Transcripted Summary

In this chapter we'll look at popups and how to interact with them. We'll look at 3 different types of popups: alerts, file uploads, and then also modals.

To get started, we'll click on this JavaScript Alerts link on our test application..



We're going to write a test that clicks on this button, "Click for JS alert."

And let's just go ahead and inspect this so I can show you something.

So, we have this button here, right?



This will make a call to a JavaScript function, which will then show an alert.

When we click on this button, notice here that we have a pop up. This is the JavaScript alert and it says, "I am a JS Alert"

Let's look for this in the DOM.

And we see here that there are no matches found.

That's because this alert is not attached to the DOM.

We have to use a special way to interact with this alert. We'll do that in our test.

We'll go ahead and click on this OK button, and we notice here that we get a result.



We can assert on this result, and we'll write similar tests for the other buttons as well.

Let's get started.


In our HomePage class, I've already created a method to click on the JavaScripts Alerts link from that home page.


public AlertsPage clickJavaScriptAlerts(){

    clickLink("JavaScript Alerts");
    return new AlertsPage(driver);
}

This will return an AlertsPage object.

I have this class already created, AlertsPage.

I've already created our WebDriver for us as well as our constructor.


package pages;

import org.openqa.selenium.WebDriver;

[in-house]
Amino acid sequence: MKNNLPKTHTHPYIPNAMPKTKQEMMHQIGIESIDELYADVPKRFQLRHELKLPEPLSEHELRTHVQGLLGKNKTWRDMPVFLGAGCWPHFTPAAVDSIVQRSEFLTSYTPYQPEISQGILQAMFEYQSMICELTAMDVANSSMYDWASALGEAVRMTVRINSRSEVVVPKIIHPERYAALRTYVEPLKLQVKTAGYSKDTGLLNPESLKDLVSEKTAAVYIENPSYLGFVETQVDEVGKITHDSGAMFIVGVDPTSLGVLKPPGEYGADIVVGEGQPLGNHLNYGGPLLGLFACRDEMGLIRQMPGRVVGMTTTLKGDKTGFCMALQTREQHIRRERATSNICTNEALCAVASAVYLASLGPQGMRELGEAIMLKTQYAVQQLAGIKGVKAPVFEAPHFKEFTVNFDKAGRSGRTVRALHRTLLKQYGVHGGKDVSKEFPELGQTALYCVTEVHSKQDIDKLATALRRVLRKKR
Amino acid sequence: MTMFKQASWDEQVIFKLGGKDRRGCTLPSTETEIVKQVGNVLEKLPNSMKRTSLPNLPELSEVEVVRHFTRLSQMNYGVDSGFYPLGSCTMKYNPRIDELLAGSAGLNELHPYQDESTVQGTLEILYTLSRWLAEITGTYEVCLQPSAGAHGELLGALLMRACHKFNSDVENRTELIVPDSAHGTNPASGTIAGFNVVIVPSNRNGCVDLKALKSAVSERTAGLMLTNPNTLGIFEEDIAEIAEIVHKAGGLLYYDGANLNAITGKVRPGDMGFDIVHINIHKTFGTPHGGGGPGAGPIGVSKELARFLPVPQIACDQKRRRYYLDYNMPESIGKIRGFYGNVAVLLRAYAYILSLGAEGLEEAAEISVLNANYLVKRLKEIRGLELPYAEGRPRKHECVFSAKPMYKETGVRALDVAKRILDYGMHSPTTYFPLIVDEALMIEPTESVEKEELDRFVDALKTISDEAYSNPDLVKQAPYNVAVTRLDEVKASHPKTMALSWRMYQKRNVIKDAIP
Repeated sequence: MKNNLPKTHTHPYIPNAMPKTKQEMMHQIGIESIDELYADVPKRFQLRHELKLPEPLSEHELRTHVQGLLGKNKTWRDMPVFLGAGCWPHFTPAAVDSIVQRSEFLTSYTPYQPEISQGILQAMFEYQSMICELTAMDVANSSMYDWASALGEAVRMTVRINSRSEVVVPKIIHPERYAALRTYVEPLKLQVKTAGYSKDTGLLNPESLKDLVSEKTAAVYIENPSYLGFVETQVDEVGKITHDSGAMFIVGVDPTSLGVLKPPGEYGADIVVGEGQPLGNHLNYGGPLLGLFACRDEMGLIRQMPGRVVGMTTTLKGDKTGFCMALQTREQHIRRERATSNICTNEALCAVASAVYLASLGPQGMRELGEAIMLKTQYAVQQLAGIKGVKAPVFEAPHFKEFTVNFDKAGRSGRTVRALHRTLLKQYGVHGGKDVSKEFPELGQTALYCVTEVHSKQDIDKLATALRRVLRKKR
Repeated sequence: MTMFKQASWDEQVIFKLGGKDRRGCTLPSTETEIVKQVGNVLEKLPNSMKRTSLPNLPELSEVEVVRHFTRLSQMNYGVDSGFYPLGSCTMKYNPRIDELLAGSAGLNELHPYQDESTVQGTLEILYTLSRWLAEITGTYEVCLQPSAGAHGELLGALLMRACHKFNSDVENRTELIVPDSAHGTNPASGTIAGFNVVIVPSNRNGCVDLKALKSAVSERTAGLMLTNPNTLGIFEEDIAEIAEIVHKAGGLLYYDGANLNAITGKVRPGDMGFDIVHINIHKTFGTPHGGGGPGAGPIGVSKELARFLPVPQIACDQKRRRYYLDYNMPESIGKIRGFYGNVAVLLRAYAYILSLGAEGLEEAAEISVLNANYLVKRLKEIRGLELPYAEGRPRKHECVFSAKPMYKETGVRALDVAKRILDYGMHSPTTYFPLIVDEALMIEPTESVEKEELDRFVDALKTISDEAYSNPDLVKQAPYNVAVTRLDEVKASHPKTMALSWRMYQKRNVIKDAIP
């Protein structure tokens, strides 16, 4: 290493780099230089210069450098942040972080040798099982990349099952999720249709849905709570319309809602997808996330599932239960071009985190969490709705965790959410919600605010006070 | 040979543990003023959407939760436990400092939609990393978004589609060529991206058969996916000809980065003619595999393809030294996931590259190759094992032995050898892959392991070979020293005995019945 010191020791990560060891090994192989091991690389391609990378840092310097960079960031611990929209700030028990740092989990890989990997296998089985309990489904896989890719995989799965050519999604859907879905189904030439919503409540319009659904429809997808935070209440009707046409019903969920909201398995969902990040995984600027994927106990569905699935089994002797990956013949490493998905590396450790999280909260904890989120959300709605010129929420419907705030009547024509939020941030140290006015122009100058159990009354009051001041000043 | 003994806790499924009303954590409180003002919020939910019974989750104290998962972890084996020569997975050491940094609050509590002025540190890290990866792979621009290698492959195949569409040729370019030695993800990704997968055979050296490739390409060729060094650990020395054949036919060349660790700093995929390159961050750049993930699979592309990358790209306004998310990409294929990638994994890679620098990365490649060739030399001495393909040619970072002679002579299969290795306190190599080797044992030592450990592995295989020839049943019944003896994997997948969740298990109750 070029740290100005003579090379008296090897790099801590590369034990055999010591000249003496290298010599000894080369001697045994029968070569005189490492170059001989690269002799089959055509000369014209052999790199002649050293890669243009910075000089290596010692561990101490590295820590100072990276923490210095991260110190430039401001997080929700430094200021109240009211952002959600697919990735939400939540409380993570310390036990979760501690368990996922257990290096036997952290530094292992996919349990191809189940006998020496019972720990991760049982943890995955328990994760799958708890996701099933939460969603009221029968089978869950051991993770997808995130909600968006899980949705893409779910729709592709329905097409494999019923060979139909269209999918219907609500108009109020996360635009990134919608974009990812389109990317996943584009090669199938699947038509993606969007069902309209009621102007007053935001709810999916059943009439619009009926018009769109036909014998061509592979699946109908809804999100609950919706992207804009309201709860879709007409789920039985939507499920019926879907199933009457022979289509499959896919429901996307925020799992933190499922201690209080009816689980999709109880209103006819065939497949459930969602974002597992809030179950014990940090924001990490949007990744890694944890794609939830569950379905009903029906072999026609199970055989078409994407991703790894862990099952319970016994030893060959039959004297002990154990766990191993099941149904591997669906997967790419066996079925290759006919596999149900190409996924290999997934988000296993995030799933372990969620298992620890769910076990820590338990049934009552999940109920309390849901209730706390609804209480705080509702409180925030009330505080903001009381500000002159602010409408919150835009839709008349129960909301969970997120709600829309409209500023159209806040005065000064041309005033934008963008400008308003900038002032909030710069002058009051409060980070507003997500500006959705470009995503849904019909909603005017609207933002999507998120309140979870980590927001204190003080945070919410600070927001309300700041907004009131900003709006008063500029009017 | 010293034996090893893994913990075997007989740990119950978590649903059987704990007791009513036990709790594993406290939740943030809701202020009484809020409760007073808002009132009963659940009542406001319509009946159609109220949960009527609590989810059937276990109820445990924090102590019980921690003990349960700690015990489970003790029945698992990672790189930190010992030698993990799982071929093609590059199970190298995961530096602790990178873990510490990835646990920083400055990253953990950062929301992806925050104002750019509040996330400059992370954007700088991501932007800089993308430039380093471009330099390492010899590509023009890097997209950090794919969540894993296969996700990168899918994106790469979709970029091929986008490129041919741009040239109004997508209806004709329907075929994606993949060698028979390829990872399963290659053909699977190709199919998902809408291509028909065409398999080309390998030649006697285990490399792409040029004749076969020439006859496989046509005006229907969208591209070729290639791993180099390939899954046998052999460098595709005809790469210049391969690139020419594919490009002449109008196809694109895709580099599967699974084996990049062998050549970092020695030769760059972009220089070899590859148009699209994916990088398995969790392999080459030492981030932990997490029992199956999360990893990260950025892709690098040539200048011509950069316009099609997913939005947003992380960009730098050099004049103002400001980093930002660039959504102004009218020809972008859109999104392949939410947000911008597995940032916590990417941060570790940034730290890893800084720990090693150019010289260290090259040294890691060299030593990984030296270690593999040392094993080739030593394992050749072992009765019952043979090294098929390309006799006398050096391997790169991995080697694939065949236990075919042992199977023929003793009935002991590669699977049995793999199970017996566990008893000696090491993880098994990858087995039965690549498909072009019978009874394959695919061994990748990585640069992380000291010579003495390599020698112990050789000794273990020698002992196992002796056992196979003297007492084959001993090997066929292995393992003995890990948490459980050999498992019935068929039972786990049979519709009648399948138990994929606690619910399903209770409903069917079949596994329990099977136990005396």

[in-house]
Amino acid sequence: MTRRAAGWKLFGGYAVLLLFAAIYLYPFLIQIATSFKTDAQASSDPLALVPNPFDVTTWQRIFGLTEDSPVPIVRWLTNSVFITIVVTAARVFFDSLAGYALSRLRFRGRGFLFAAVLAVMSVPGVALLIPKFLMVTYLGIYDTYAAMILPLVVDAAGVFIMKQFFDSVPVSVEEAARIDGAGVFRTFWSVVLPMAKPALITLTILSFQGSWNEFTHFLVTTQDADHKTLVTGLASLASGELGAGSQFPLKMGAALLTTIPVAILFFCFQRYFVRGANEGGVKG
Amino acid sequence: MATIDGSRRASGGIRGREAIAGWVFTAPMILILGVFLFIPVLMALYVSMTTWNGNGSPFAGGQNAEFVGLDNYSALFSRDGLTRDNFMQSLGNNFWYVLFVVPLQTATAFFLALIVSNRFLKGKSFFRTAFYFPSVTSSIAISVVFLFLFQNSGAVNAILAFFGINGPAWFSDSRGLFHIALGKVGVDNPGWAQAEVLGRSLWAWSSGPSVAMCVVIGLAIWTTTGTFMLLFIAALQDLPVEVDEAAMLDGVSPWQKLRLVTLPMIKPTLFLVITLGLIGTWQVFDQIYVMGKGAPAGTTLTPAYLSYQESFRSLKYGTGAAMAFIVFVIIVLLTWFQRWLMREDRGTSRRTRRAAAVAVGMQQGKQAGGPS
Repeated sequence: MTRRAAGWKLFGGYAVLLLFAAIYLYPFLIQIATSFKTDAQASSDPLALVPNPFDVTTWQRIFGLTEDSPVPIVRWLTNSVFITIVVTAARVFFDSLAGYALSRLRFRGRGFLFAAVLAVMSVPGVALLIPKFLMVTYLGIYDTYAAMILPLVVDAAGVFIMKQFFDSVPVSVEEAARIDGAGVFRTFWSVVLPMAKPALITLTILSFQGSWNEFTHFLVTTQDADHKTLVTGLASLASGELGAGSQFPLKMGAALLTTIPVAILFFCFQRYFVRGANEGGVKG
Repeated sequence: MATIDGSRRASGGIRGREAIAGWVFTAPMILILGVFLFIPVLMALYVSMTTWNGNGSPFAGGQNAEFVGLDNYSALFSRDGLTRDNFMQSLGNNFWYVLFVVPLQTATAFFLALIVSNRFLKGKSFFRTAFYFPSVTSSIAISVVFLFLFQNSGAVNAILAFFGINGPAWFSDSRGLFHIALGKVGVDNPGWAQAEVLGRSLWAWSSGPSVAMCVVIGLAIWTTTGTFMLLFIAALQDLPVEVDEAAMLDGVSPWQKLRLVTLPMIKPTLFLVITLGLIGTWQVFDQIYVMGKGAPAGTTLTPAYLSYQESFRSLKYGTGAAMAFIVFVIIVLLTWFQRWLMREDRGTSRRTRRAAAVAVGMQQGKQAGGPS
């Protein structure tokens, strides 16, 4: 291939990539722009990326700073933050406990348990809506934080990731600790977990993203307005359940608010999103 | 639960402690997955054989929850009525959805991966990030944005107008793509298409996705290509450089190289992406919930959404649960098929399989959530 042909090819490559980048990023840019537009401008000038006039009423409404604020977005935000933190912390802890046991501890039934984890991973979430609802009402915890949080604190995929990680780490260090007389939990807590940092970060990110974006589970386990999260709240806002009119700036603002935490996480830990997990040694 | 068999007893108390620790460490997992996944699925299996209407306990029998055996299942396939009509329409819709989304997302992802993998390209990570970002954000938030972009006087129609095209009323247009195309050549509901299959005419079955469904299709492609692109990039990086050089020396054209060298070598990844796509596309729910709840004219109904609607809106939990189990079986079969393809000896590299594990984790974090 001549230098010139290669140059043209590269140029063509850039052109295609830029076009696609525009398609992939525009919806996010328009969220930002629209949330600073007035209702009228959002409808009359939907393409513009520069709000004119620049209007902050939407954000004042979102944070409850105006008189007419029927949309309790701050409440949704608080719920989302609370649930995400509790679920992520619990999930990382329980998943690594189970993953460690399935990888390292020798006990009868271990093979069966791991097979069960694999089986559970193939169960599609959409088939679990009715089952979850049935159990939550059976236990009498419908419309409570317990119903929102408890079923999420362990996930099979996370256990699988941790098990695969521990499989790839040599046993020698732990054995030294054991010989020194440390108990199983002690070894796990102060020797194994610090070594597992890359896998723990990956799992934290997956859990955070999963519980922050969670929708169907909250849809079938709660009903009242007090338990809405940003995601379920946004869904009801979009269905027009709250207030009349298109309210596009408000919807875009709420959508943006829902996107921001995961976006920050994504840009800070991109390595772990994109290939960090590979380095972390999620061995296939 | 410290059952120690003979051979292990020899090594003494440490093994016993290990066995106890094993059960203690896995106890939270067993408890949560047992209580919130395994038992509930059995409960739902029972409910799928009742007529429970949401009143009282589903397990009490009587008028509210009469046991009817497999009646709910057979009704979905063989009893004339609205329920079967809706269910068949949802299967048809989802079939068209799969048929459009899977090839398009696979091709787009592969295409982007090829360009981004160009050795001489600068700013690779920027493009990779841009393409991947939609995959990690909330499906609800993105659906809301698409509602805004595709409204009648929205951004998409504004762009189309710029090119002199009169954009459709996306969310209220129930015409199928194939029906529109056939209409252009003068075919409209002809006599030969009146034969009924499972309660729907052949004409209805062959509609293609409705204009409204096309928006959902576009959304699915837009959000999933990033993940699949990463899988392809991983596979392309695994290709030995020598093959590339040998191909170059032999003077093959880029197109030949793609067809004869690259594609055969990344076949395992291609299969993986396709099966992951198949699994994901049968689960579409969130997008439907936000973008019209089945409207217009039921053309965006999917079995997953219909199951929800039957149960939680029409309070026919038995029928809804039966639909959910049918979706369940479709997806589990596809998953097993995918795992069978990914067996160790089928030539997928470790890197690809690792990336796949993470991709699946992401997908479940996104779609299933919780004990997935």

public class AlertsPage {

    private WebDriver driver;

    public AlertsPage(WebDriver driver){
        this.driver = driver;
    }
}

Let's go ahead and create the element for the first button.

We see that we don't have an id or any other identifier.

The only attribute here is the onclick and it's pointing to a function [“jsAlert()”]. But that doesn't really feel like a safe one because this function name could change.

So, let's go ahead with the text of the button and we can write an Xpath for this.

Let's say, "find the button that has the text which equals Click for JS Alert (.//button[text()="Click for JS Alert"]).



And great, we see that we found one element and it's this one, perfect. So, we'll go ahead and create a new By which searches by X path.

I was going to call this object alertButton but that seems a bit confusing because later on when we look at this, we might think that it's a button that's actually on the alert.

So, let's be very clear in our naming and call this, triggerAlertButton.


private By triggerAlertButton = By.xpath(".//button[text()='Click for JS Alert']");

Okay, let's go ahead and create a method to click that button.


public void triggerAlert(){
    driver.findElement(triggerAlertButton).click();
}

Now, once we've clicked this, we know that we're going to get an alert.


Let's create a method to click the “OK” on that alert.

Now again, we can't use driver.findElement to interact with the alert because it's not a WebElement.

What we're going to need to do is say driver and use this switchTo method. The switchTo method will switch from the current context of the DOM to something else.

So, we say switchTo and then we see some more options that we can switch to, one being an alert.